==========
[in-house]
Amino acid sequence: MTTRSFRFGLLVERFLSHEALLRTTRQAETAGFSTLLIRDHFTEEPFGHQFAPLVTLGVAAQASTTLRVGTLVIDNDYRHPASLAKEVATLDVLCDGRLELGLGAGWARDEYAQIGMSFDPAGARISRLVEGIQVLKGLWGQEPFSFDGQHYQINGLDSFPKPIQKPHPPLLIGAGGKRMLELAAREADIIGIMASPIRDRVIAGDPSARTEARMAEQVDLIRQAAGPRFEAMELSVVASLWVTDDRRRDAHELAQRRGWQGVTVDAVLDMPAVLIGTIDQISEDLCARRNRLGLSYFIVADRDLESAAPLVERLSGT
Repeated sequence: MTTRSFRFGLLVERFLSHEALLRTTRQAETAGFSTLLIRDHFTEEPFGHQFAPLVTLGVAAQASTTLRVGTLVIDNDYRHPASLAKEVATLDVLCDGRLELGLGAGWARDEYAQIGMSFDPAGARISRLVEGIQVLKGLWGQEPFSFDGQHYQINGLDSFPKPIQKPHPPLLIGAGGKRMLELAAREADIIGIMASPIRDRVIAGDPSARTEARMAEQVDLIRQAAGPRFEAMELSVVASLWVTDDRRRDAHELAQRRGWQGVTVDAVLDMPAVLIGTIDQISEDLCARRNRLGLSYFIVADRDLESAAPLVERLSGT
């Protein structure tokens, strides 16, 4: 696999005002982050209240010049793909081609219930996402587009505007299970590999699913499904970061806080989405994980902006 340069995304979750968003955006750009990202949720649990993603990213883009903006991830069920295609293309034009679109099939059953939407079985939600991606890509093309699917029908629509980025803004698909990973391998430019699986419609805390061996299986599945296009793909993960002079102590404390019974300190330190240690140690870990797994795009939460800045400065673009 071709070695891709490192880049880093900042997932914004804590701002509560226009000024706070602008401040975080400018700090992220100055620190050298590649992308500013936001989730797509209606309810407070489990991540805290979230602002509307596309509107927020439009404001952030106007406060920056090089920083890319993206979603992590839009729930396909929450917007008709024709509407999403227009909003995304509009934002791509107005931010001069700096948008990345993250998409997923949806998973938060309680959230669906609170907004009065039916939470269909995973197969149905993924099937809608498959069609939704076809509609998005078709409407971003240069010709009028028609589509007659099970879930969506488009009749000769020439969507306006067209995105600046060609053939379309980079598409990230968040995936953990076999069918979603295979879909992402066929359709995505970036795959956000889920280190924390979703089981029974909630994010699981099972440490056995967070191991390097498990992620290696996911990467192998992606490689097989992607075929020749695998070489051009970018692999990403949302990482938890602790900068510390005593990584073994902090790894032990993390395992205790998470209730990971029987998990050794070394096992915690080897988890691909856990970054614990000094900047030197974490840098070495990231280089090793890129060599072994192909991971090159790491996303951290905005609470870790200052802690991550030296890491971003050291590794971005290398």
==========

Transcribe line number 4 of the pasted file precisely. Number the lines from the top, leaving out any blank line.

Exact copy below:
């Protein structure tokens, strides 16, 4: 696999005002982050209240010049793909081609219930996402587009505007299970590999699913499904970061806080989405994980902006 340069995304979750968003955006750009990202949720649990993603990213883009903006991830069920295609293309034009679109099939059953939407079985939600991606890509093309699917029908629509980025803004698909990973391998430019699986419609805390061996299986599945296009793909993960002079102590404390019974300190330190240690140690870990797994795009939460800045400065673009 071709070695891709490192880049880093900042997932914004804590701002509560226009000024706070602008401040975080400018700090992220100055620190050298590649992308500013936001989730797509209606309810407070489990991540805290979230602002509307596309509107927020439009404001952030106007406060920056090089920083890319993206979603992590839009729930396909929450917007008709024709509407999403227009909003995304509009934002791509107005931010001069700096948008990345993250998409997923949806998973938060309680959230669906609170907004009065039916939470269909995973197969149905993924099937809608498959069609939704076809509609998005078709409407971003240069010709009028028609589509007659099970879930969506488009009749000769020439969507306006067209995105600046060609053939379309980079598409990230968040995936953990076999069918979603295979879909992402066929359709995505970036795959956000889920280190924390979703089981029974909630994010699981099972440490056995967070191991390097498990992620290696996911990467192998992606490689097989992607075929020749695998070489051009970018692999990403949302990482938890602790900068510390005593990584073994902090790894032990993390395992205790998470209730990971029987998990050794070394096992915690080897988890691909856990970054614990000094900047030197974490840098070495990231280089090793890129060599072994192909991971090159790491996303951290905005609470870790200052802690991550030296890491971003050291590794971005290398």